Historical marker #1854 in Kenton County recognizes the artistic contribution of Frank Duveneck, whose home was in Covington, Kentucky. In addition to painting, Duveneck was on the faculty of the Cincinnati Art Academy. There, in 1891, noted Kentucky artist Paul Sawyier studied under Duveneck.
In 1889, Sawyier left Kentucky for New York City, where he lived in the same boarding house as his sister, Lillian. He began taking classes at the Art Students League, where he was taught by William Merritt Chase. It is believed that Chase had an influence on Sawyier's later stylistic development into Impressionism.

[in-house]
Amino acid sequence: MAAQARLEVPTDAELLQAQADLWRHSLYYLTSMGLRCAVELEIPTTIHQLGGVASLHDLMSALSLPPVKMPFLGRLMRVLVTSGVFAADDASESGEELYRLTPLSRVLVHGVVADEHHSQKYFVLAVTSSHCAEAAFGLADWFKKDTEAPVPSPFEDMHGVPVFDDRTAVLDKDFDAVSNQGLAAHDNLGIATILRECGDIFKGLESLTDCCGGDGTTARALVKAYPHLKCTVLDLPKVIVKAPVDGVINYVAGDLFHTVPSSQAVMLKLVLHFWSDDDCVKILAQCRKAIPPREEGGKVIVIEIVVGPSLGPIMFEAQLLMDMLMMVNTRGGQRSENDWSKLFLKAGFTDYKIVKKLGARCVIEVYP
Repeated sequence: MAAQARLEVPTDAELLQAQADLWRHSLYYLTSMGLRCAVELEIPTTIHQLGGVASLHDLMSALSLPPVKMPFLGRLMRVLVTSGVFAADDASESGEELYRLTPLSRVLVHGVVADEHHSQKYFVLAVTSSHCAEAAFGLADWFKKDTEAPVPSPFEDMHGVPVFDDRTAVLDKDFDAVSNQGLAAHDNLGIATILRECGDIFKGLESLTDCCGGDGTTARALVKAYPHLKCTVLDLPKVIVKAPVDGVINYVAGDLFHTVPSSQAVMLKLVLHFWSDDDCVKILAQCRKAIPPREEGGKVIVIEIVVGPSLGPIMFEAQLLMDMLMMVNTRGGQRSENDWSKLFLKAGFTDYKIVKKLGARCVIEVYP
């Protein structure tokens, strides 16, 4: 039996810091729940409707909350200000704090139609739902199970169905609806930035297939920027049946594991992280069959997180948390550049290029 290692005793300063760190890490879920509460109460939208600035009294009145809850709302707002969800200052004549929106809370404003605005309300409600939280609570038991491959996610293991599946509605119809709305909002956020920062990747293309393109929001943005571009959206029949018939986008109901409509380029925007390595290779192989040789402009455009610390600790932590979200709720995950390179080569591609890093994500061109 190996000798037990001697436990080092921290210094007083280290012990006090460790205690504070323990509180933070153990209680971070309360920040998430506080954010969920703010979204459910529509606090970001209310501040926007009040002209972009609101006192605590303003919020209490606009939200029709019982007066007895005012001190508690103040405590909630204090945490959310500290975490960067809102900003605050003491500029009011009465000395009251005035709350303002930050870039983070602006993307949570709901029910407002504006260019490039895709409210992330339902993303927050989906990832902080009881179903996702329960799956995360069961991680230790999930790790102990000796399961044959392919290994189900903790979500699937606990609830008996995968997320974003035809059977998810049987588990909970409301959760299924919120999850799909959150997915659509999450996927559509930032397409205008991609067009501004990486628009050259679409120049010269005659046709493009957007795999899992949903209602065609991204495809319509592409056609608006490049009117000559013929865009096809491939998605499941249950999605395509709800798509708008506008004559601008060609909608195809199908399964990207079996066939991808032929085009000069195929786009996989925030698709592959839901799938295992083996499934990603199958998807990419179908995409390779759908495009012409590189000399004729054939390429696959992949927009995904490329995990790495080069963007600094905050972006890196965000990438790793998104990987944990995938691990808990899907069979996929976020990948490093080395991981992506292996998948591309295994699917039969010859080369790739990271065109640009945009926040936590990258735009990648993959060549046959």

Long after leaving the Cincinnati Art Academy, Sawyier visited Duveneck whenever Sawyier traveled through Cincinnati. According to Sawyier's friend Rose Stoddard Grimes, Sawyier regarded Duveneck as "a wonderful teacher," and said he "owed much to his instruction." Fellow painter Martin Rettig said that Sawyier "came to know Duveneck well, and Duveneck soon became appreciative of his ability and very fond of him." Furthermore, Rettig quoted Sawyier as saying, "William Chase is alright, but I like Frank Duveneck better." Under Duveneck, Sawyier studied overall composition which was more important to Sawyier since his interest was in painting landscapes.
Today, the Kentucky Historical Society has the world's largest collection of Paul Sawyier paintings.